Consumers increasingly want a customer experience (CX) that’s simple, seamless, and personalized.
They want to be able to connect with a brand in the way that’s most appropriate for them – and then, once they’ve identified themselves, they want the brand to understand precisely who they are, how they’ve interacted with the brand previously, what they need right now, and what they might be interested in, in the future. Clearly, then, delivering ‘simple’ CX is, in fact, anything but simple.
A critical key to making seamless CX happen is data – but, given the growing focus on data privacy, collecting customer information is set to become much more complex than before. Simply put, companies will soon have to ask consumers directly for permission to gather what they want to know.
Data privacy doesn’t have to be a problem, though – instead, savvy companies can turn it into an opportunity to connect with customers better than ever. Here are some critical ideas toward that end:
eXplain why you want the data.
People tend to be leery about data privacy. So, companies need to work out ways to quickly, concisely clarify what they want information for: to understand who their customers are, what they want when they want it, what they struggle with, and, most of all, how the company can best serve them.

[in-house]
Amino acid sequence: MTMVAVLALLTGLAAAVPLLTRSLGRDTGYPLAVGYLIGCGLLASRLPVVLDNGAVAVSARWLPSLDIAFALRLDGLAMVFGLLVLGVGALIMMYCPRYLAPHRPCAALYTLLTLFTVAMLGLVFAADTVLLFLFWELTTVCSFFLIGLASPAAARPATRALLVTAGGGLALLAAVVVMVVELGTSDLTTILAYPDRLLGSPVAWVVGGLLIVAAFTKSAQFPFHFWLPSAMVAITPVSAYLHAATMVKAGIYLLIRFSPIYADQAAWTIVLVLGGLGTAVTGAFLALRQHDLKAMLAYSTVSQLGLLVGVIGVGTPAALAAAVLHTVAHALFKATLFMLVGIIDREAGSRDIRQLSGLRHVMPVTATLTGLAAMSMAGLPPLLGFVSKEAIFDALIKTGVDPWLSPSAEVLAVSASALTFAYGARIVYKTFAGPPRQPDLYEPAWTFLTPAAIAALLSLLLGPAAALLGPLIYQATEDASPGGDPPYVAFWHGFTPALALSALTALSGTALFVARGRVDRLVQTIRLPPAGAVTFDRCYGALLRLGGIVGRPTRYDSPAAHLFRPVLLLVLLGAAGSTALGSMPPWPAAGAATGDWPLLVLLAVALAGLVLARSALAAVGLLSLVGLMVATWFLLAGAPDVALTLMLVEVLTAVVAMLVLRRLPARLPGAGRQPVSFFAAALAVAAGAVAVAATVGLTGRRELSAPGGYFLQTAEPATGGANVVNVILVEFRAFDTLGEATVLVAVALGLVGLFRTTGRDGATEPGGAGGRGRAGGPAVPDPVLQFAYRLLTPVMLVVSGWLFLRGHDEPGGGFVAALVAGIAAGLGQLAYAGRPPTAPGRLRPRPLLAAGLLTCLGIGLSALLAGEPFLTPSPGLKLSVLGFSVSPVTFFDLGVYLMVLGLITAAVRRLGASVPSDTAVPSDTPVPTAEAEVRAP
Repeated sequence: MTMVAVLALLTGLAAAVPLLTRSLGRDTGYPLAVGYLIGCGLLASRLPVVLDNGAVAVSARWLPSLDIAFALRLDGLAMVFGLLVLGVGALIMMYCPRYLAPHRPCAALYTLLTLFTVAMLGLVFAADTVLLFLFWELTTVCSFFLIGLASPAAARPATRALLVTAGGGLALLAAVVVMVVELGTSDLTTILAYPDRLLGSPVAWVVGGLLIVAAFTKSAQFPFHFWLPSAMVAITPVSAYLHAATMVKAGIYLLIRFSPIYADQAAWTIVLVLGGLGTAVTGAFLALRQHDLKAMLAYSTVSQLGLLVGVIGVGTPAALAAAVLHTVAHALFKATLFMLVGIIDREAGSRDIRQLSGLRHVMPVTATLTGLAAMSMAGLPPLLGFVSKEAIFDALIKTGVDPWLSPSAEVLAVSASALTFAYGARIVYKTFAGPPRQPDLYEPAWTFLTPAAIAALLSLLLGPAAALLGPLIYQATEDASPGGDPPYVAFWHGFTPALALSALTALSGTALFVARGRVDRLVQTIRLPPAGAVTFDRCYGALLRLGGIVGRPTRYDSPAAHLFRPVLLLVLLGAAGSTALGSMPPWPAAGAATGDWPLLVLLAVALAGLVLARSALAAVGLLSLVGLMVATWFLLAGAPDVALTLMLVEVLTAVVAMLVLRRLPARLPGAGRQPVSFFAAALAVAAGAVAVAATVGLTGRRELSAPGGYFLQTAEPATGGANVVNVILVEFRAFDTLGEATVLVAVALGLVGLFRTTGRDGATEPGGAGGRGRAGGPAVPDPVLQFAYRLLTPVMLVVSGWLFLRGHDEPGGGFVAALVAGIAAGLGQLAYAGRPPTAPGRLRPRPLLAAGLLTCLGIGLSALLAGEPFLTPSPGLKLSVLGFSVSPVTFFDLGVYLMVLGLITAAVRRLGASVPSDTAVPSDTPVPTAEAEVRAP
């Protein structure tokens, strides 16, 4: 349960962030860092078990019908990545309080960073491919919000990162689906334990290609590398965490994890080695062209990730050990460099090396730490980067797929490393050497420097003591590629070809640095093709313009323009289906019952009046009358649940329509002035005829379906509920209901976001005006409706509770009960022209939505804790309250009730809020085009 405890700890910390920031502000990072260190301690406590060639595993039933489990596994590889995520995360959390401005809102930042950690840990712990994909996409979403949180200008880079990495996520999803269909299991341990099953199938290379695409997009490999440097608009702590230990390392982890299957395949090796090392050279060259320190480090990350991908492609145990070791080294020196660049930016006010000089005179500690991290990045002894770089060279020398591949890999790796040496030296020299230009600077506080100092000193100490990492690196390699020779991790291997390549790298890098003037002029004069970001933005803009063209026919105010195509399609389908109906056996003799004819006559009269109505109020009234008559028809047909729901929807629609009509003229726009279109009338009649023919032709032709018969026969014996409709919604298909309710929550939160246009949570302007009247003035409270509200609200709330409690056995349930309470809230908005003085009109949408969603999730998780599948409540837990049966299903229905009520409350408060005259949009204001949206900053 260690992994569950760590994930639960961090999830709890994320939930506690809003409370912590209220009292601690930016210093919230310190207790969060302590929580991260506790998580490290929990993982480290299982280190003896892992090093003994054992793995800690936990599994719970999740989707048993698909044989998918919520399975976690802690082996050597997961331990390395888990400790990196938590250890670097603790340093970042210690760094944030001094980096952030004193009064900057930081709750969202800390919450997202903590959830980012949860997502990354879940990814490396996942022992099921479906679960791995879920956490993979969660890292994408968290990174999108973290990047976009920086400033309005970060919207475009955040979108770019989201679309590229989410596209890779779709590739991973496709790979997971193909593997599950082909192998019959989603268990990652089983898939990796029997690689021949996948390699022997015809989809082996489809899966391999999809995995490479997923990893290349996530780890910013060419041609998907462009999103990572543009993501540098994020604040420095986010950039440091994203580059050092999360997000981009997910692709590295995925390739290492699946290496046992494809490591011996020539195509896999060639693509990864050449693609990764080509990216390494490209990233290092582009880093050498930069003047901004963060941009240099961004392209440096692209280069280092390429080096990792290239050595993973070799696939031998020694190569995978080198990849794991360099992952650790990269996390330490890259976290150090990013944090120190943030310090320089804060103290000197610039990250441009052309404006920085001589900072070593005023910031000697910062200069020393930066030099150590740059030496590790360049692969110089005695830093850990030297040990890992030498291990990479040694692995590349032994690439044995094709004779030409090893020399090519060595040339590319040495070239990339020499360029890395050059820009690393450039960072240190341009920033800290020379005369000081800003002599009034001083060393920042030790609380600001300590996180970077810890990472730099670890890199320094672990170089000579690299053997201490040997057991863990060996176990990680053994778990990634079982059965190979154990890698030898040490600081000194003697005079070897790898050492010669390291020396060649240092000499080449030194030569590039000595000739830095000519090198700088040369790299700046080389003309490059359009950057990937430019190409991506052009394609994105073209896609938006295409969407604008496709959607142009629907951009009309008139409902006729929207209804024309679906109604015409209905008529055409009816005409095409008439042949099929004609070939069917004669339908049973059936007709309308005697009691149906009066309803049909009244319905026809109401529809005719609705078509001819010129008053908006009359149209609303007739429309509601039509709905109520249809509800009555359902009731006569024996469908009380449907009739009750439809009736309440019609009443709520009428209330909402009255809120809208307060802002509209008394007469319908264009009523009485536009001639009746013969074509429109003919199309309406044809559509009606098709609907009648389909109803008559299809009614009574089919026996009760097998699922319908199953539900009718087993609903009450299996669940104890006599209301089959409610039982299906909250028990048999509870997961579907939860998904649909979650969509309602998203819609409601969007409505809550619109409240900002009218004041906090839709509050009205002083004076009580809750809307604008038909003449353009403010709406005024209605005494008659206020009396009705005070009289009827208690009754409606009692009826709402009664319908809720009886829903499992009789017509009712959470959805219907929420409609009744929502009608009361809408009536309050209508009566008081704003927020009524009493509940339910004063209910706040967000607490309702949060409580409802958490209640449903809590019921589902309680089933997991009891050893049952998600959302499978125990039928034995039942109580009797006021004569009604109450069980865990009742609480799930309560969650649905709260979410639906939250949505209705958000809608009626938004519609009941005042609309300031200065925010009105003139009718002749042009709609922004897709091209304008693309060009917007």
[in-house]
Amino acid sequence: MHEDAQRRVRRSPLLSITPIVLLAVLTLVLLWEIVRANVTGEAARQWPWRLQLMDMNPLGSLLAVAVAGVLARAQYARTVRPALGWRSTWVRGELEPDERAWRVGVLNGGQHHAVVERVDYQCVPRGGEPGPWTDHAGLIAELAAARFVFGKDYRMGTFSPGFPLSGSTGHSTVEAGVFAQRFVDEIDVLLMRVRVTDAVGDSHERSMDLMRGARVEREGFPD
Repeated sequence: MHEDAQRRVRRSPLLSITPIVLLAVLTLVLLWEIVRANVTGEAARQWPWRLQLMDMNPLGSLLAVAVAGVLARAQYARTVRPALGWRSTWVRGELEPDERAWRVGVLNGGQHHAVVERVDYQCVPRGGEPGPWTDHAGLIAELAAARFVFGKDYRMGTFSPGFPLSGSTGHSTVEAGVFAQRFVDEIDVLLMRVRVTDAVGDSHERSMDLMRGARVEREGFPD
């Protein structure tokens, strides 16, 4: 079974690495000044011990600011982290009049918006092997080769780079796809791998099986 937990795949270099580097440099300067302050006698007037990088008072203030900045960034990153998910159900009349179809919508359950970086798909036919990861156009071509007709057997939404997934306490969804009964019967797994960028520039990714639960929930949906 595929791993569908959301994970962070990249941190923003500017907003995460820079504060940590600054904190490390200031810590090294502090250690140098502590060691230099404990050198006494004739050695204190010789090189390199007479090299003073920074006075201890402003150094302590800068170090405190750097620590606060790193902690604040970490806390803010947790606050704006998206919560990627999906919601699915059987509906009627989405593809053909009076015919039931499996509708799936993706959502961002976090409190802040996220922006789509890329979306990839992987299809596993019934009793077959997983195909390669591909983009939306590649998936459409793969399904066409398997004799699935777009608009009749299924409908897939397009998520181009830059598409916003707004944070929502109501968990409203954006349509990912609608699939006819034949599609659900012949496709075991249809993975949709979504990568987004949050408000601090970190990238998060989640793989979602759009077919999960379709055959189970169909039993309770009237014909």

eXtend benefits in exchange for data.
Consumers realize that information is valuable, so they’re more open to sharing it if they feel they’re getting value for value. But don’t tell them, “If you give us consent, you get this.” Instead, point out how their data enables the benefits, allowing you to update them on discounts, promos, and conveniences.
eXpand relationships through data.
Let consumers see how much they can get — and how much your company cares — by sharing their information. After-sales support can not only be provided but wonderfully customized with data – for example, customers can opt to receive valuable reminders, like when their water filter needs changing.
Of course, it’s essential to emphasize consent, letting customers know they’re in control and your company won’t do anything they don’t want you to. We need to help them understand that the goal of gathering data is hardly to take advantage of them – instead, it’s to give them every possible advantage.